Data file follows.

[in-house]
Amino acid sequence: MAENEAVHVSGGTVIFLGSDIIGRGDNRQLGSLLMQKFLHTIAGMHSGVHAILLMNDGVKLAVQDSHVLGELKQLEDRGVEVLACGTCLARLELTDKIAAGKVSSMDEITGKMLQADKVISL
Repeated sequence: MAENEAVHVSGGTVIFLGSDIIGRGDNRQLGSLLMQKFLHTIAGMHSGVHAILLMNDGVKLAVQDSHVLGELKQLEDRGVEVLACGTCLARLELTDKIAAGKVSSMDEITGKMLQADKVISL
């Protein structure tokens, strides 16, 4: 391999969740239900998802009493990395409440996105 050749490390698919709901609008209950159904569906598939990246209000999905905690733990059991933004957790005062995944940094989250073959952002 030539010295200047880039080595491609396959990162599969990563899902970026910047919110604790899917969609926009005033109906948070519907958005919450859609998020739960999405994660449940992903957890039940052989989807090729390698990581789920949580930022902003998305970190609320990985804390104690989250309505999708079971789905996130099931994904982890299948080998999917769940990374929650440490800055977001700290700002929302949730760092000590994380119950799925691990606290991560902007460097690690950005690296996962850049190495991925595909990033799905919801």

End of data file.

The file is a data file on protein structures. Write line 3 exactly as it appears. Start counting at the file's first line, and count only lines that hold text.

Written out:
Repeated sequence: MAENEAVHVSGGTVIFLGSDIIGRGDNRQLGSLLMQKFLHTIAGMHSGVHAILLMNDGVKLAVQDSHVLGELKQLEDRGVEVLACGTCLARLELTDKIAAGKVSSMDEITGKMLQADKVISL